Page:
Strangers: A Retrospective of Joan Brassil opened at Campbelltown Arts Centre, on Saturday June 6, the tenth anniversary year of her death. In about 1958, Joan had moved to Campbelltown as the widowed mother of two young sons and not long after, became Campbelltown High School’s first visual arts teacher. A much loved and inspiring teacher, artist and collaborator, her life and practice were celebrated by the large gathering of family members, former students, friends and colleagues. On her early retirement at the age of 50, Joan was invited by Barbara Romalis to become one of the founding members of the artist community at Wedderburn, where the surrounding bushland became one of her endless sources of inspiration. It was from this point that Joan’s professional development as a contemporary artist took off. Her academic studies ultimately included a doctorate of creative arts from University of Wollongong. In 1999, she was awarded an honorary Doctor of Letters by UNSW. Above, Strangers in the Landscape (sculpture) located in the cafe courtyard.
Assembling Strangers: A Retrospective of Joan Brassil was a major undertaking for the project curatorial committee (curatorium) – Michael Dagostino (director of Campbelltown Arts Centre), Ruth Banfield, Susan Best, Greg Brassil, Liam Brassil, Tony Bond, Marsha Meskimmon and Megan Monte. Joan was an installation and media artist, whose early embrace of technology and video led her into collaborations with scientists, researchers, and artists from other disciplines. She participated in major national and international art exhibitions and disposed of few of the materials she had ever used. In fact, one part of the exhibition includes objects created for one purpose and then changed or re-used in another role. Joan was always experimenting and learning. A selection of pages of research commentary and critical reviews are reproduced to enhance the experience of the object room. Above, Astral Potatoes, located in the object room.
Why Stranger in the title? Stranger is a recurring theme in much of Joan’s work. In her catalogue essay, Marsha Meskimmon writes: “It is difficult to look at Joan Brassil’s work without embracing unpredictability, the possibility of change and a profound sense of contingency. Moving easily between the dust of the ground and the light of the stars, the stranger (gazing) engages all that lies between, seen or unseen, heard or beyond hearing. Brassil’s aesthetic tactics were not to fix meaning, but to allow it space from which to emerge.” She was deeply interested in Aboriginal thinking and practice and their closeness to the natural world. Above, Joan as she appears in the film (see below), describes her sense of wonderment.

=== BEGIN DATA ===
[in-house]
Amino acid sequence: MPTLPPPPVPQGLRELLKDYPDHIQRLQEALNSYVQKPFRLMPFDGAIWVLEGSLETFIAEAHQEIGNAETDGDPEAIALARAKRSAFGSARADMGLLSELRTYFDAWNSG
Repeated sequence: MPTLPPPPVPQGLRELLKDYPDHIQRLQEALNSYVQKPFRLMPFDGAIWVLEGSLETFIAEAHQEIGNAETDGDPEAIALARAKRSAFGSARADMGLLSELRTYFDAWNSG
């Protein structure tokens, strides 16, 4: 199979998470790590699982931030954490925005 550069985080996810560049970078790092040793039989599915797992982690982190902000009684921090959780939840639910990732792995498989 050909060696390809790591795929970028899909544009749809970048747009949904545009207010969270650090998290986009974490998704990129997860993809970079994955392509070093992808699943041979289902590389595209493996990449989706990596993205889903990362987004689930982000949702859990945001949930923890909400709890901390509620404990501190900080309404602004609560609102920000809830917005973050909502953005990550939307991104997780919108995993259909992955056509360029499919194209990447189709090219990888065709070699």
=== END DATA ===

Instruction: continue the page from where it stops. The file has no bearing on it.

In opening the exhibition, Tony Bond described elements she utilised in her work – randomness, chance, curiosity, interrogation, an intense engagement with the nature of being in the world, a manifestation of wonder. The 20 minute film made with Joan during her lifetime and which screens on continuous loop, reveals these characteristics and the way in which she used technology as an instrument of wonder, light and contemplation. Her style of work was generous, inclusive and collaborative. Astrophysicist Dr Brian Robinson was a friend and collaborator whose knowledge deepened her understanding of science. Her use of recordings such as the movement of electrical energy and pulsar registrations, helped him communicate science to a wider audience and gave a broader dimension to his work. Above, Randomly – Now and Then, 1990, microphone stand, computer, diorite mining cores, gravel rock, pavement, speakers and tuning forks.
While the technology may have changed, Joan’s approach to her work remains entirely contemporary. The challenge for the curatorium was to assemble her installations in ways she might have done, since each space was different and she responded intuitively to them. Her warmth and whimsical humour are also evident in some of her work. I was fortunate enough to have time with her on at least two occasions, when it always seemed she had a quality of stillness about her. Joan’s son, Greg, says her advice when all around seemed to be chaos was to “sit still”. Her work is deeply contemplative. Left is one of two panels which stand alongside her sculpture of giant tuning forks Tether of Time in Campbelltown Arts Centre’s sculpture garden. The forks stand over a pool of reflection and a perpetual small flow of water. The panel is inscribed with poetic observations about Tether of Time (with apologies for the layout) –Wind harps on a busy corner tuned randomly by natural forces sonipally declare the advent of air NNE or SE find sound among strings placing the ear against wood on masts currents of air may be throbbing through wires as a sonic harmonic searching for a song
Strangers: A Retrospective of Joan Brassil continues at Campbelltown Arts Centre to August 2. Go prepared to listen carefully. Delicate and diverse sounds are a constant among the installations. The catalogue helps illuminate the experience.